So where can you get the Pre-Upgrade Checker? Chances are, you probably already have it. Microsoft included the Pre-Upgrade Checker in MOSS 2007 SP2. But contrary to what you might expect, the Pre-Upgrade Checker is not a standalone tool. Instead, Microsoft built it into the STSADM.EXE utility. Incidentally, after applying SP2, I had to reboot my test server a couple of times before Windows would allow me to access the new STSADM.EXE functionality.

With that said, I want to show you how the Pre-Upgrade Checker works. As I mentioned earlier, the Pre-Upgrade Checker works by parsing an XML-based rule file, and then using those rules as a basis for analyzing your SharePoint deployment. The Pre-Upgrade Checker comes with a built-in set of rules. These rules, which are based on the Best Practice Analyzer, exist within a file called OssPreUpgradeCheck.xml. You can get a feel for what this file looks like in Figure 1.

Figure 1  The Pre-Upgrade Checker uses an XML-based rules file.

Figure 1  The Pre-Upgrade Checker uses an XML-based rules file.

When you invoke the Pre-Upgrade Check, you don’t have to explicitly call this rule file. The Pre-Upgrade Checker will call it by default. You do have the option of using custom rule files. The full syntax for the Pre-Upgrade Checker is as follows:

STSADM.EXE –O PreUpgradeCheck
[[-RuleFiles “<rule file name>”] [-ListRuleFiles]] [-LocalOnly]

As you can see in the previous syntax, the only required parameters are the –O and the words PreUpgradeCheck. The –RuleFiles parameter is optional and is only used if you want to manually specify a rules file to be used. Likewise, you can use the –ListRuleFiles parameter to display the rules files that are available to you. Finally, you can use the –LocalOnly parameter to run the rules against only the local SharePoint server.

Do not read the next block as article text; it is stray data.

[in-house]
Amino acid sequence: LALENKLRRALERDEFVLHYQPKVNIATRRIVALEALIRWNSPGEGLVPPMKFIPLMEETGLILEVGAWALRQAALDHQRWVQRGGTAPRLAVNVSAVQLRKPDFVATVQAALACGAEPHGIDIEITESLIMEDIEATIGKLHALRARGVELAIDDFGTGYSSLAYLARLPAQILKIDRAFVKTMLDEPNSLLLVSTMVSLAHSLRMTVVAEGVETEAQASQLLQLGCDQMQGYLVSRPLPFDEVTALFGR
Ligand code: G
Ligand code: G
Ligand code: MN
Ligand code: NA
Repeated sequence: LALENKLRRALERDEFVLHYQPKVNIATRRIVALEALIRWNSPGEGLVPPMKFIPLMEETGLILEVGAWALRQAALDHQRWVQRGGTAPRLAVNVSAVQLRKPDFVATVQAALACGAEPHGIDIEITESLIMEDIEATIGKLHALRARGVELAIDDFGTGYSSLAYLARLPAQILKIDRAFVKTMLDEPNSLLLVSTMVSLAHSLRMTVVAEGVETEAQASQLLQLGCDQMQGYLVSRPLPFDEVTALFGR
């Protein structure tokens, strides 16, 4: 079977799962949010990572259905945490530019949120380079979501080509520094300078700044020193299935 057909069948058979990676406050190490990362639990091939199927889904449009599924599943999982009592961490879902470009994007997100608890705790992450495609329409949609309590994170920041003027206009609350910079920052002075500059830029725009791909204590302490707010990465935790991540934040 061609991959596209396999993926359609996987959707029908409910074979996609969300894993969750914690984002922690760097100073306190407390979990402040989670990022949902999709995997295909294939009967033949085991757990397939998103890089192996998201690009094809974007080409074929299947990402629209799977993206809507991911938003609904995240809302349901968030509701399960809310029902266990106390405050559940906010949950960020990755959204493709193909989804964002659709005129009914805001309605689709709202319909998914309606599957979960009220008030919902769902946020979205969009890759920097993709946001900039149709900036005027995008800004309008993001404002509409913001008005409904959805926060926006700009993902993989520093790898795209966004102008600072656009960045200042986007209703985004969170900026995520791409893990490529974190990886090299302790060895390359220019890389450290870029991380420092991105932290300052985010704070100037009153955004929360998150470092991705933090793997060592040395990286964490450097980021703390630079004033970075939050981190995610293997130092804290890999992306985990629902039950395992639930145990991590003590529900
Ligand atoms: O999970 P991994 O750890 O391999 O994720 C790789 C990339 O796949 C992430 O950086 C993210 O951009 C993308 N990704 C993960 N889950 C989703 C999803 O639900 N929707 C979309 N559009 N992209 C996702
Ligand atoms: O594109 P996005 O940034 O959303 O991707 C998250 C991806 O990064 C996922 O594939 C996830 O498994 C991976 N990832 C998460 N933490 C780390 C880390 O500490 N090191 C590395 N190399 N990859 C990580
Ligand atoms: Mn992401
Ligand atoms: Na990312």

To give you a better idea of how the Pre-Upgrade Checker works, take a look at Figure 2. As you can see in the figure, I began by opening a Command Prompt window and navigating through the directory structure to C:\Program Files\Common Files\Microsoft Shared\Web Server Extensions\12\BIN. From there, I ran the following command:

STSADMIN.EXE –O PreUpgradeCheck]

Figure 2  The Pre-Upgrade Checker tests your SharePoint deployment.

Figure 2  The Pre-Upgrade Checker tests your SharePoint deployment.

As you can see in Figure 2, the Pre-Upgrade Checker performs a number of different tests against the SharePoint deployment. The results of each test are color-coded. Red indicates a failed test and green indicates your server has passed a test. Informational items are designated in yellow.